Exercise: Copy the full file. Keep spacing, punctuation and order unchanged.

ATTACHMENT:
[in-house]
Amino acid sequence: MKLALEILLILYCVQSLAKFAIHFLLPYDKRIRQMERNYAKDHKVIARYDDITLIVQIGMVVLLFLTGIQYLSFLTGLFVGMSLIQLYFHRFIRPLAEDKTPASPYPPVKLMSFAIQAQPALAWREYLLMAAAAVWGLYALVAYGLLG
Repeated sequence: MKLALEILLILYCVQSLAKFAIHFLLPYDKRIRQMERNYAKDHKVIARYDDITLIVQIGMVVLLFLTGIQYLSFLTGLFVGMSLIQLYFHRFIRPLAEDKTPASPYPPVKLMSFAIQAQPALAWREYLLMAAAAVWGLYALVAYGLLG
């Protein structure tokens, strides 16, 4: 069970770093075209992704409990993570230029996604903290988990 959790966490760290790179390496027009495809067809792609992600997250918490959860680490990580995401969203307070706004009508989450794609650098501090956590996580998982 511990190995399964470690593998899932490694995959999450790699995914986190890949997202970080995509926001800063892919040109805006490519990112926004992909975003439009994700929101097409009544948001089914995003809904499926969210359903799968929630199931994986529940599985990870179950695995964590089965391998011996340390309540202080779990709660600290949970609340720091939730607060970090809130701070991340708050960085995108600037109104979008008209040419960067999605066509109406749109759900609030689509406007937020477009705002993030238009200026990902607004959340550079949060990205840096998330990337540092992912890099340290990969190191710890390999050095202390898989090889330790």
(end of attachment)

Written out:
[in-house]
Amino acid sequence: MKLALEILLILYCVQSLAKFAIHFLLPYDKRIRQMERNYAKDHKVIARYDDITLIVQIGMVVLLFLTGIQYLSFLTGLFVGMSLIQLYFHRFIRPLAEDKTPASPYPPVKLMSFAIQAQPALAWREYLLMAAAAVWGLYALVAYGLLG
Repeated sequence: MKLALEILLILYCVQSLAKFAIHFLLPYDKRIRQMERNYAKDHKVIARYDDITLIVQIGMVVLLFLTGIQYLSFLTGLFVGMSLIQLYFHRFIRPLAEDKTPASPYPPVKLMSFAIQAQPALAWREYLLMAAAAVWGLYALVAYGLLG
């Protein structure tokens, strides 16, 4: 069970770093075209992704409990993570230029996604903290988990 959790966490760290790179390496027009495809067809792609992600997250918490959860680490990580995401969203307070706004009508989450794609650098501090956590996580998982 511990190995399964470690593998899932490694995959999450790699995914986190890949997202970080995509926001800063892919040109805006490519990112926004992909975003439009994700929101097409009544948001089914995003809904499926969210359903799968929630199931994986529940599985990870179950695995964590089965391998011996340390309540202080779990709660600290949970609340720091939730607060970090809130701070991340708050960085995108600037109104979008008209040419960067999605066509109406749109759900609030689509406007937020477009705002993030238009200026990902607004959340550079949060990205840096998330990337540092992912890099340290990969190191710890390999050095202390898989090889330790």